Is Fake News Ripe for Disruption?

Google on an iPad
Google open on an iPad

The news business is broken. You might think that good outlets are good and bad outlets are bad, but unfortunately this understates the problem. By the standards of the 1980s, all mainstream news outlets are worse than they once were. 

The problem in a nutshell:

  1. The internet democratized content publishing. Anyone could now publish anything and access anything. Some of the newer outlets are better than what came before them; most were substantially worse.
  2. The internet also made everything free. Subscription revenue became harder to survive off of, and copyright laws became impossible to enforce for anyone except full-time trolls. So the only way to monetize content became advertising.
  3. Advertising pays per click or per view. There is no pay-per-quality or pay-per-truth – for most publishers, these incentives are absent from the marketplace.

The predictable outcome of these innovations is that for the past 20 years, all content publishers have faced a single selective pressure – to produce the loudest, most exaggerated clickbait they could possibly get away with. 

Of course some outlets resist this pressure more than others – there is always a bell curve – but the entire curve has been shifting to the left and shows no signs of slowing down. It’s a simple law of evolutionary theory: when a population faces a single selective pressure, it drifts towards the traits that solve for this pressure. 

If fruit grows higher, necks get longer

In our specific case, the predicament is even more dire because the problem keeps being misdiagnosed as misinformation or disinformation or some other scapegoat du jour. We keep imagining that there is a malicious actor that caused all this, and if only we could counter his malicious actions all will be well again.

In reality, however, what we have is a universal incentive that affects everyone in the marketplace. And we cannot possibly fix a problem of universal incentives by seeking malicious actors we can censor – the proposed solutions don’t address the root cause of the problem.

Consider these two solutions that are in vogue these days:

  1. Fact-checking. Incentives to maximize clicks and views apply to every piece of content automatically; they’re built into the business model. Fact-checking is applied to a small subset of content, manually, after the fact. There is no way that manually checking a small subset of content can fix the universal incentive to produce attention-grabbing junk.
  2. Organized (and often partisan) efforts to fight misinformation or disinformation. Junk is not misinformation. It’s also not disinformation. It’s just junk. Any binary censorship rule that removes particular bad items from the entire population of junk will result in a slightly-smaller population that – still – consists entirely of junk.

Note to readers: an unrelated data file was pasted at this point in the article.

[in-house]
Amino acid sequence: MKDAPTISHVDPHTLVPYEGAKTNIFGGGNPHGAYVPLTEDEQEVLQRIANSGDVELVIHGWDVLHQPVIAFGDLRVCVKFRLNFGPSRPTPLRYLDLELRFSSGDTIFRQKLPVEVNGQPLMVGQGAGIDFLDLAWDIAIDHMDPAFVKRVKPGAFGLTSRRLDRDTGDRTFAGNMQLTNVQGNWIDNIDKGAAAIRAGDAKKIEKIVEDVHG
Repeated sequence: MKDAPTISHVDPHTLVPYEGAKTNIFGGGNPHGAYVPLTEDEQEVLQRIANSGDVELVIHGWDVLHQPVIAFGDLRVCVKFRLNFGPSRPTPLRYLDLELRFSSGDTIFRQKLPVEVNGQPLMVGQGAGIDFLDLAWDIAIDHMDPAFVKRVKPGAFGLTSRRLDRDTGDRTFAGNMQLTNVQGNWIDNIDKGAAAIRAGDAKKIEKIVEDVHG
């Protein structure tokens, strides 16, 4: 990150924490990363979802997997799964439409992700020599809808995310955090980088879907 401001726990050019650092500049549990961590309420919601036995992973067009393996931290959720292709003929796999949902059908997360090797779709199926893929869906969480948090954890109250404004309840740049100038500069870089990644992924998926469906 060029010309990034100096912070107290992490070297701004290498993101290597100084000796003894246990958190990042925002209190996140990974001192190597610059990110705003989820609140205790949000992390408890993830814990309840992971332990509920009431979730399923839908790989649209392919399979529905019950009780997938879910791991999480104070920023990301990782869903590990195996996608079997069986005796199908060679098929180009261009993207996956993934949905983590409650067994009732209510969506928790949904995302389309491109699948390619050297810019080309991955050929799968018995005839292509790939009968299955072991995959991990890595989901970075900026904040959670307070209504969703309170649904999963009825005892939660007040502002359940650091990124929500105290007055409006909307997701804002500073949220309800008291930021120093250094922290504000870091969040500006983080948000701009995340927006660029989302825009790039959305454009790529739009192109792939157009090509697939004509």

So, let’s consider what the parameters for a solution might be. We need something that: a) can be applied to all content in real-time, and b) creates an incentive to the publisher of the content to produce something other than junk.

Let’s consider the closest parallel: how do we go about consuming less sugar in our diets? That’s easy – we require companies to label their food products in a consistent way, and we make sure to educate people that they should always look at the “added sugars” section of the product’s nutrition label. 

Wouldn’t it be useful if articles had nutrition labels too?

20 year ago the answer would have been negative. The internet has no FDA. Publishers wouldn’t want to place nutrition labels on their own content. Who could devote the time and resources required to generate such labels at their own expense?

But technology is evolving. Natural language processing is suddenly able to detect everything from racism to propaganda to clickbait to hyperbole.

We can generate a nutrition label for every article, every podcast, and every video. 

And we can consume all our content through reader apps and feeds that include this nutrition label with every piece of content. Better yet, we can build reader apps that allow users to customize their feeds to specify which kinds of articles they’d like to be included. The proximal result will be happier users. But the secondary result is even more crucial – There will be a universal incentive to produce the kind of content that readers actually want to see. 

By collectively setting our filters to positions that reflect our long-term preferences (and not the things we happen to click on in the heat of the moment), we can gradually turn our preference for content that is not junk into something that has a dollar value.

And if we do, we can disrupt fake news.